What if instead of Chip, we’d gotten Arians? Would he have put together an old-school, tough-nosed team, featuring disciplined, excellent defense and long-ball oriented passing? Instead of the succession if gimmicks we’ve endured in the last 5-6 years? Would he have been more successful here than Chip and Dug?

    What if, due to weird science fiction reasons, Wentz was drafted by the Cowboys this year? Would his apparently better tools have translated into even more success for them? Would they have won all their games? Or would his tendency to throw high sometimes have spoiled things and maybe resulted in a loss or two?

  34. 34 RobNE said at 11:59 AM on December 9th, 2016:

    what if I won the lottery?

  35. 35 Blackfoot said at 1:29 PM on December 9th, 2016:

    but on the other hand, you’ve got five more fingers

  36. 36 Buge Halls said at 1:40 PM on December 9th, 2016:

    What if your comment was relevant to the article?

  37. 37 Mac said at 11:58 AM on December 9th, 2016:

    Know your enemy: Philadelphia Eagles.

  38. 38 iceberg584 said at 12:32 PM on December 9th, 2016:

    It’s not just the players that are listening; so are the opponents. After the Week 2 win over Chicago, Doug was asked about the Eagles’ opening drive success in the first two games. All he had to do was say something like “the guys came out fired up” or “they really executed well,” but instead he gives this detailed explanation of how he scripts the first drive based on the opponent’s alignment and tendencies specifically during their previous opening drives on defense. Then bragged how he had noticed the Bears would be vulnerable to short passes. I was literally saying “shut up” over and over again while I listened to that presser.

  39. 39 daveH said at 12:38 PM on December 9th, 2016:

    With players avg career of approx 4 or 5y they owe it to themselves to .. and the coach to ….
    Aw forget it

  40. 40 SteveH said at 2:08 PM on December 9th, 2016:

    As a potentially soonish to be member of the media I can assure you we are not your friends. Of course in this weird blended land of sports/enthusiast press that surrounds the Eagles, I always wonder how you can separate the fan who wants the Eagles to do well with the journalist who might stir up some shit that causes problems for them.

  41. 41 Sean Stott said at 2:38 PM on December 9th, 2016:

    Honestly I think it only makes a difference when the team isn’t doing well. Teams that are doing well right now get tons of clicks because people love reading about how good their team is. When your team isn’t doing well, the only thing that will get clicks is controversy pieces. Someone linked an All-22 in the last thread, and I jokingly said ‘no thanks’. I think that sums it up.

  42. 42 D3FB said at 11:34 AM on December 10th, 2016:

    My recaps from the first three weeks did: 15k, 20k, 16k respectively.

    My last two weeks have both been about 3500.

  43. 43 RobNE said at 2:48 PM on December 9th, 2016:

    will you be covering the Iggles?

  44. 44 SteveH said at 3:03 PM on December 9th, 2016:

    No, not my area of interest, journalistically speaking. Plus I’m a fan, how could I be trusted to report on the team honestly? If I had some news that I thought could damage or distract the team somehow, why on earth would I report it?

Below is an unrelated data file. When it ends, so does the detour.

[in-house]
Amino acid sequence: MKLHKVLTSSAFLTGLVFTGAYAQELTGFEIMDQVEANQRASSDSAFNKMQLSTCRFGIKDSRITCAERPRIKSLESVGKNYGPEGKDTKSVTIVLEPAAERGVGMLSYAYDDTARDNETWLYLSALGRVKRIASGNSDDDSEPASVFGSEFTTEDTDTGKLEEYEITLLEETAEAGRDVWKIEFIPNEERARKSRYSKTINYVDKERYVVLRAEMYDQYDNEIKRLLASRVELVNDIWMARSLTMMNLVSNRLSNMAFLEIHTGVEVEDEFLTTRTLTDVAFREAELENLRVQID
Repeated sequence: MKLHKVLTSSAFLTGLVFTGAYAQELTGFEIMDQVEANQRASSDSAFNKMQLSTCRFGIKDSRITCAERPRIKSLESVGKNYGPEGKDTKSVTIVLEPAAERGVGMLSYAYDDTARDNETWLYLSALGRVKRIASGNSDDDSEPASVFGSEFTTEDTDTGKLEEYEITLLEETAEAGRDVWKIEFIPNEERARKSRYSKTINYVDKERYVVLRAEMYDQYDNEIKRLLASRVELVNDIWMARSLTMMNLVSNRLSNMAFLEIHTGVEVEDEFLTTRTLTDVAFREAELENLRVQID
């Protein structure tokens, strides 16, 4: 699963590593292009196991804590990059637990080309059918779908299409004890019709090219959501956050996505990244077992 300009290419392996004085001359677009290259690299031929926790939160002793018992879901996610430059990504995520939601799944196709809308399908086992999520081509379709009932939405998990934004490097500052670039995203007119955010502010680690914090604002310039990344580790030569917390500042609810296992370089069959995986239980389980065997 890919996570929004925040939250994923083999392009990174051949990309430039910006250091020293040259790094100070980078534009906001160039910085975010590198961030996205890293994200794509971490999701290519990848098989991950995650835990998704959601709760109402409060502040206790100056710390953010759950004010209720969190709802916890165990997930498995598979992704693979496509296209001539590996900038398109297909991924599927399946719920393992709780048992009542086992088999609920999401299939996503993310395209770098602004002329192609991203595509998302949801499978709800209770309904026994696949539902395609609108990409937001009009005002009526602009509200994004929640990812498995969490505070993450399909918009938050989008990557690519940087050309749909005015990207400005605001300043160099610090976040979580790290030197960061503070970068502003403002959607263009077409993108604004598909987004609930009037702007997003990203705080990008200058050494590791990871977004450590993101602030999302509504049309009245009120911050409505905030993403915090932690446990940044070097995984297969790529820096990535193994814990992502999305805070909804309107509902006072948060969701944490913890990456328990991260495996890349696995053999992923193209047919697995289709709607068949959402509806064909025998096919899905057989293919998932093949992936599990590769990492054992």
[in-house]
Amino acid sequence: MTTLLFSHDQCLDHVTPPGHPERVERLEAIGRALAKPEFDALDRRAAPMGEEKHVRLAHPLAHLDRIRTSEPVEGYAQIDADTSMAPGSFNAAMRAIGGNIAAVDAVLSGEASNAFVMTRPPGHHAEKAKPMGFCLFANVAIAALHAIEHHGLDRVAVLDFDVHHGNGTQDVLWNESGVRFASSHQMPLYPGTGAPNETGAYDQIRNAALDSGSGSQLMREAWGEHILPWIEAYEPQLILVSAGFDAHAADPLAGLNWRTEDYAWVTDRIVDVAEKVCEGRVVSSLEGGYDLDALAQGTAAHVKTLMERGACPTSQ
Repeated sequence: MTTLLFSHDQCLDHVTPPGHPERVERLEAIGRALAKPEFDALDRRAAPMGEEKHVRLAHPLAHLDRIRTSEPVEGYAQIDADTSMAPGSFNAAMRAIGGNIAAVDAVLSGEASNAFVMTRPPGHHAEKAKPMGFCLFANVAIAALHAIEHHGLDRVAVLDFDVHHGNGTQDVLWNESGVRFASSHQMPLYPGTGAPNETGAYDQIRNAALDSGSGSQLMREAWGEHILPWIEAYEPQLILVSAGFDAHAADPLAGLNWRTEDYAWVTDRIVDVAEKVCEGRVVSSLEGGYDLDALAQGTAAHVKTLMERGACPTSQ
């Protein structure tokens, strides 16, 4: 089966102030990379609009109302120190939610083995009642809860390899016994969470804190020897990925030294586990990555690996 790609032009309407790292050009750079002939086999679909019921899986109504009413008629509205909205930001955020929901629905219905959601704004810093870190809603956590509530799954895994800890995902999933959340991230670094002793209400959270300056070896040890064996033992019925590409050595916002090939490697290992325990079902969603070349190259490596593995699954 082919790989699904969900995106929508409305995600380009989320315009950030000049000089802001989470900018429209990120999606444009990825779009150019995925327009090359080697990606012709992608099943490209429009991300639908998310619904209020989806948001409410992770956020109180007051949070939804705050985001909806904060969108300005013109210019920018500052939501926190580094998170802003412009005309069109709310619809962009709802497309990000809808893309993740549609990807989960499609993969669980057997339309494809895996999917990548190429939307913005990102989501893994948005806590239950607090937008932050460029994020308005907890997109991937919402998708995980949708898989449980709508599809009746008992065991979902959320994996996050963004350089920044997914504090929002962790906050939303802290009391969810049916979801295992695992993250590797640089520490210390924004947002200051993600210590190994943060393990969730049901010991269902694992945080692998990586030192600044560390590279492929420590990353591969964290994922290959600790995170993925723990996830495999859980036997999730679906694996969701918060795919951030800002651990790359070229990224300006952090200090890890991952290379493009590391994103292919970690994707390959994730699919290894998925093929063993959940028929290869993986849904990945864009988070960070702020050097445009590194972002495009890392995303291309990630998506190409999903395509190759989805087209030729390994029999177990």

45. 45 RobNE said at 4:56 PM on December 9th, 2016:

    ok so tell us more, or are you deliberately not?

    I respect your bias.

  46. 46 ChoTime said at 2:59 PM on December 9th, 2016:

    Somehow it seems apropos to mention that “post-truth” was declared the word of the year by Oxford Dictionaries:

    ‘The dictionary defines “post-truth” as “relating to or denoting circumstances in which objective facts are less influential in shaping public opinion than appeals to emotion and personal belief.”’

  47. 47 SteveH said at 3:02 PM on December 9th, 2016:

    Yep, I had heard about that and found it to be a very useful word to describe the socio-political world we live in today. We’re almost living in a post-truth society today.

  48. 48 unhinged said at 2:58 PM on December 9th, 2016:

    In retrospect, for which I need no correction or prescription, Andy Reid’s defiant contempt for the media and public perception doesn’t now look so pathetic to me. My sense of Pederson is that he’s not an asshole like Parcells was, not a shock artist like Buddy Ryan, not a grand calculator/mute like his mentor, and not an amped up cheerleader like Pete Carroll. What he does seem to be is an authentic coach who hasn’t devoted much of his time to shaping perceptions of himself. In the world of PR, that can be deadly. But if he offers less in his PC’s, I’ll mark him down as aware, because it has been his desire to take on questions and answer most of them honestly that has cost him. He has got one overriding responsibility as Eagles HC and that is to have the respect and unwavering accedence of each player. DP may be hurt, even angry , at how his words have complicated his job, but because I believe him to be emotionally balanced, I don’t see him becoming confrontational with members of the media a la Dennis Green or Jim Mora. DP has got to get across to his guys that he’s got their backs, but they won’t be around long if a professional approach to practice and self-improvement is not a goal to which they aspire.